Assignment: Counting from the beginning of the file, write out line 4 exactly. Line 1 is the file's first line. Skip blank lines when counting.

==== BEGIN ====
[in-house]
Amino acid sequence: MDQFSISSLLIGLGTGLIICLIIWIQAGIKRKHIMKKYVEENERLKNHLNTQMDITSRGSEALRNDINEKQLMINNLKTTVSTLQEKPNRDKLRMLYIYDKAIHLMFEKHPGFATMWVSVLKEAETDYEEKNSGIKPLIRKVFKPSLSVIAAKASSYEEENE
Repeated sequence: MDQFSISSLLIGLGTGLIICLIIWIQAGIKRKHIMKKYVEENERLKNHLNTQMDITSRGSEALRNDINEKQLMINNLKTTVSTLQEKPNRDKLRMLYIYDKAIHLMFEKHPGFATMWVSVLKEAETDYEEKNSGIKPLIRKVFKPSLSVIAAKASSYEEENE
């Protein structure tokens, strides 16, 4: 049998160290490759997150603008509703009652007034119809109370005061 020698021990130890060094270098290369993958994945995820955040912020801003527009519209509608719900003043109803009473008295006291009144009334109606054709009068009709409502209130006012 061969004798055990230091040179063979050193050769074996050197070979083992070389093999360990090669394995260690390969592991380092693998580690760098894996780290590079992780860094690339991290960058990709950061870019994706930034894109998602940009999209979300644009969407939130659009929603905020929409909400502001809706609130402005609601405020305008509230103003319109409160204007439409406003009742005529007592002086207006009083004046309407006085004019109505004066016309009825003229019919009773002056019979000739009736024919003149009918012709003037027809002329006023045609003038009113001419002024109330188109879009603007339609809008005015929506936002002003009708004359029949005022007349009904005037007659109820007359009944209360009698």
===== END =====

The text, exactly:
């Protein structure tokens, strides 16, 4: 049998160290490759997150603008509703009652007034119809109370005061 020698021990130890060094270098290369993958994945995820955040912020801003527009519209509608719900003043109803009473008295006291009144009334109606054709009068009709409502209130006012 061969004798055990230091040179063979050193050769074996050197070979083992070389093999360990090669394995260690390969592991380092693998580690760098894996780290590079992780860094690339991290960058990709950061870019994706930034894109998602940009999209979300644009969407939130659009929603905020929409909400502001809706609130402005609601405020305008509230103003319109409160204007439409406003009742005529007592002086207006009083004046309407006085004019109505004066016309009825003229019919009773002056019979000739009736024919003149009918012709003037027809002329006023045609003038009113001419002024109330188109879009603007339609809008005015929506936002002003009708004359029949005022007349009904005037007659109820007359009944209360009698």